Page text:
We're still planting and transplanting. Last week we transplanted tomatoes; both trials and the workshop along with peppers, eggplant, melons and flowers and herbs. Over 40 thousand transplants went in last week and now they're taking root; they're much happier in the field than in the flats.
This week is the final push to get all the crops in the ground including winter squash, summer squash and pumpkins. Big week! All these crops also need to have row covers installed directly after planting so it looks like we'll be busy.
We have a full crew now; myself and ten people that love farming. You have to love farming and be dedicated to do this type of work. Many people think working on a farm consists of "riding around on a tractor" and "tending the garden whilst getting a suntan". "Riding around on a tractor" is harder than you might think. First you have to pay close attention as to the operation and upkeep of the tractor and the equipment you're using; is everything operating the way it should? Then you really have to pay attention to details and make sure the beds are straight, the plants correctly set and the majority of the weeds killed in the first pass. Weeding is primarily mechanical now so much time is spent cultivating on our assortment of specialty tractors and weed control equipment and finesse is critical.
"Tending the gardens" consists of long days working in often less than ideal conditions planting, thinning, weeding and trellising. Trellising tomatoes takes days and I mean days- many days each season. First there are 1400 steel posts to put in; then a top wire to run; all 23,000 feet of it, then there's the first pruning, the first string, the second pruning, the second string and so on through July and into August. Along with the weekly spraying of fungicides there's constant weed control, critter control and then harvesting, pulling out plants and posts, pulling plastic and seeding down the field before winter. Phew! Tomatoes are a big crop for us but there are many other crops that are at least as labor intensive as them just on a smaller scale.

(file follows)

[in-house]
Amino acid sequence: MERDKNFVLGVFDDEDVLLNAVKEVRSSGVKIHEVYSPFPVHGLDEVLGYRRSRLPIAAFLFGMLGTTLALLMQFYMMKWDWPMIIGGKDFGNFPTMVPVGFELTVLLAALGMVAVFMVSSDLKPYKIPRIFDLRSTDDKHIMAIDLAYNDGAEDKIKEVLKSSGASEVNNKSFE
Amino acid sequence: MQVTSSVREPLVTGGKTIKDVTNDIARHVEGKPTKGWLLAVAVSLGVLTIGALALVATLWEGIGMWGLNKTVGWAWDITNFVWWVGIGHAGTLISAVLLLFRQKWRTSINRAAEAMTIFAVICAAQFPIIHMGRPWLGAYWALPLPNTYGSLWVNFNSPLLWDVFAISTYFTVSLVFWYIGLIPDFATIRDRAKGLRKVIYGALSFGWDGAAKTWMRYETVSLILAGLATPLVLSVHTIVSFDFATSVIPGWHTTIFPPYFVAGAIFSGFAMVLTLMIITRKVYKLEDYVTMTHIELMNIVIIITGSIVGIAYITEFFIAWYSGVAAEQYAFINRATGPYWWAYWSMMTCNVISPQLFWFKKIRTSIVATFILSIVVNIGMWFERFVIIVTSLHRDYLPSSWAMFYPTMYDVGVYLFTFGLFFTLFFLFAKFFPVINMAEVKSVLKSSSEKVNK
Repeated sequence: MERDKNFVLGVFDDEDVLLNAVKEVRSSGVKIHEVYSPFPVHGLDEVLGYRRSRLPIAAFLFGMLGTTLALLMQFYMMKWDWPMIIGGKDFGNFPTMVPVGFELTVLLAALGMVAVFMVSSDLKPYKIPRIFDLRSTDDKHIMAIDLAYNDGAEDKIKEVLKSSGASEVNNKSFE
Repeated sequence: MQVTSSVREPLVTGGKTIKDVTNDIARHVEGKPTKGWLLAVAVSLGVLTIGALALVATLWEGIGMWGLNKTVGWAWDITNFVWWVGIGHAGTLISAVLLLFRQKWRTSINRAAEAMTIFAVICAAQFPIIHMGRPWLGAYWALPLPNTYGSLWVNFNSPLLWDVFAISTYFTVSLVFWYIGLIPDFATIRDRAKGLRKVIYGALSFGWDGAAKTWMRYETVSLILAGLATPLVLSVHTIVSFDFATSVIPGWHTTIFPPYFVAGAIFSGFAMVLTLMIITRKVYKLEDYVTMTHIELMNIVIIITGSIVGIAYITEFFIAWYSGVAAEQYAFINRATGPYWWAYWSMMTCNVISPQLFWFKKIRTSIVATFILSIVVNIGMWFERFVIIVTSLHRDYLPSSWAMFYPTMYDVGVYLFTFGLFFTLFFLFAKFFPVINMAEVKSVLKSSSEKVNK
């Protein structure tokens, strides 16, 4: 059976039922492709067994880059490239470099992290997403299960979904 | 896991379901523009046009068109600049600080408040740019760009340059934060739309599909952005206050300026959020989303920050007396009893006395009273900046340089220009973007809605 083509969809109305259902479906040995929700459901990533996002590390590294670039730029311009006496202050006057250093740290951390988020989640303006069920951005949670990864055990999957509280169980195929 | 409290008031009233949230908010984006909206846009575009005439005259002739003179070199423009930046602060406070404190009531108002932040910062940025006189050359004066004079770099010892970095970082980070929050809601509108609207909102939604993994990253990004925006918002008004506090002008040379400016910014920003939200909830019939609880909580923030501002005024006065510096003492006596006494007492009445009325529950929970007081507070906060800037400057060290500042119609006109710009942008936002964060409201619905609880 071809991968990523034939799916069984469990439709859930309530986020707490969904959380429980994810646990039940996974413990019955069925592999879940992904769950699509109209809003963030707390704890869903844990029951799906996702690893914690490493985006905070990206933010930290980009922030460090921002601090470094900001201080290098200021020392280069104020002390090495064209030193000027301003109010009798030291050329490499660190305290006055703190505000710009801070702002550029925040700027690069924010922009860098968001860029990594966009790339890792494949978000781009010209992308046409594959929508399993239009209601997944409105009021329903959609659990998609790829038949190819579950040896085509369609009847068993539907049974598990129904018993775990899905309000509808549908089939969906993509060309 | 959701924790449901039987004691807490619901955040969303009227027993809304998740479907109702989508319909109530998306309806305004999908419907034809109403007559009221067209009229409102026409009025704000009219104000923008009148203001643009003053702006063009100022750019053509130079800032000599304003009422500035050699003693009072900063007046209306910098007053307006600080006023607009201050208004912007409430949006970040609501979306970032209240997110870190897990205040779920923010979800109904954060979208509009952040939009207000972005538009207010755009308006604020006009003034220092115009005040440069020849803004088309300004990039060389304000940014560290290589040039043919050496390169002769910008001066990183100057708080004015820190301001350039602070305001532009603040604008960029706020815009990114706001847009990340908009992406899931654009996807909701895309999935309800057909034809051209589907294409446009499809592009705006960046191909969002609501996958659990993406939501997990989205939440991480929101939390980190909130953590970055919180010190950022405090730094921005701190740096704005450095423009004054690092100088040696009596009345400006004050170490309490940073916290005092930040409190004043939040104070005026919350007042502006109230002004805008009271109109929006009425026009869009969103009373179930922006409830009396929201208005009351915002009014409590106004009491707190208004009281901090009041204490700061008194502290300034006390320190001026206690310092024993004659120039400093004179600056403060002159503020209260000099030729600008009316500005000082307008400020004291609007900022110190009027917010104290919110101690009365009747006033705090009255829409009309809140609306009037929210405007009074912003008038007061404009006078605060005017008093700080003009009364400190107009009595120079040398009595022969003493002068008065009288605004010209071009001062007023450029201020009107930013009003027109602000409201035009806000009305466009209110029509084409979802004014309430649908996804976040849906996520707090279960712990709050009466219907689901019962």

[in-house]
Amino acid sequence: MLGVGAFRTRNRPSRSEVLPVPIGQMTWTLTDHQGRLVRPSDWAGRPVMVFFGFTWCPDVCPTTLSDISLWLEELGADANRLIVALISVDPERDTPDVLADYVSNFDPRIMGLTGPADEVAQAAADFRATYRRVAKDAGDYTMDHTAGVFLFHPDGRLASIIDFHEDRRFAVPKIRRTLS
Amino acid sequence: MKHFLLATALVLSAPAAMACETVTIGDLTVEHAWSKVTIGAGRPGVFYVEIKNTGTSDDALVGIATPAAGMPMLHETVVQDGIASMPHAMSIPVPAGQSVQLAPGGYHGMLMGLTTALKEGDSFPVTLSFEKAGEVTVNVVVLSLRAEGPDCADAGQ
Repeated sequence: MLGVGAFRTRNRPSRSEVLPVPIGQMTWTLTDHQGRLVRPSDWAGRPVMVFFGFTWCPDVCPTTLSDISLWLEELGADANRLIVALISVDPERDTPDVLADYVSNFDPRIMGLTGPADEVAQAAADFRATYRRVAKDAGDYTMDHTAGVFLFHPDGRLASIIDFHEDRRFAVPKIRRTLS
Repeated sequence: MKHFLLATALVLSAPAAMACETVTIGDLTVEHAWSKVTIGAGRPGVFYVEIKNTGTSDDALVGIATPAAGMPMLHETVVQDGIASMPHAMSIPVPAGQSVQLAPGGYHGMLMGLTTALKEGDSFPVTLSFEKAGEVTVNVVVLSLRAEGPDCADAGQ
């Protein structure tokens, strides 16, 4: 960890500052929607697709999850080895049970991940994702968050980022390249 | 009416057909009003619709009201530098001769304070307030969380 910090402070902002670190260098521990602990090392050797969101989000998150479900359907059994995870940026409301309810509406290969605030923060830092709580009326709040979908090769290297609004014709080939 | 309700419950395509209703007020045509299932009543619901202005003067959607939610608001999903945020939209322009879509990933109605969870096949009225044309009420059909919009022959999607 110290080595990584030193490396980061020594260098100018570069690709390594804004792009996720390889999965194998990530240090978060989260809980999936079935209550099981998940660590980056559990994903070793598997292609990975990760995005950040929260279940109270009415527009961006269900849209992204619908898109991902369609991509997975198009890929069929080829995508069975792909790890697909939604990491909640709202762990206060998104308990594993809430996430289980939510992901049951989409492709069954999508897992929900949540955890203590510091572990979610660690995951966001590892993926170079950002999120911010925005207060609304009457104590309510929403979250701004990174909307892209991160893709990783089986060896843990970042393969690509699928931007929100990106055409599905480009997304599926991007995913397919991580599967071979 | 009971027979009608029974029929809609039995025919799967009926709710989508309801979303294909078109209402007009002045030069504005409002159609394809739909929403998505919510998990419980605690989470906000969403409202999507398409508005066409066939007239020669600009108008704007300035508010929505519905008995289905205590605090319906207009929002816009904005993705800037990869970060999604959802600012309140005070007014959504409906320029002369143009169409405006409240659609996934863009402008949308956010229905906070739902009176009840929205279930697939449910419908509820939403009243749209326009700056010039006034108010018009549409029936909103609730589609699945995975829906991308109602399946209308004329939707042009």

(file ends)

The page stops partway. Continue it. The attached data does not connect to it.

Ground prep is nearly done; we have one small field left to do. What fields, or parts thereof, that don't get planted to row crops will get cover crops planted. We have ~ 35 acres to go into cover crops this year; lots of oats and red clover along with a fair amount of annual alfalfa and some buckwheat. I've also got some other crops to seed like sweet orange cane, Berseem clover and some pasture mixes I am anxious to see growing.
We rented a new field this year which looks really good. The soil is deep and rich and rock free. It should be fairly early ground as it's on a hill. It's right on my way home so I can keep an eye on it and keep watch for deer and other pests. We rented five acres but there's more available so in the future we could expend the field by up to ten acres or so. We're going to plant some winter squash over there this year so we'll see how this field performs.
We irrigated last Friday as it was getting dry in some areas of the farm, especially in the main trial field where we have many small seeded crops. As we cultivate and weed we lose valuable moisture which needs to be replaced. The crops enjoyed the shower and rain over the weekend only supplemented it.
Until next week, I'll be in the field.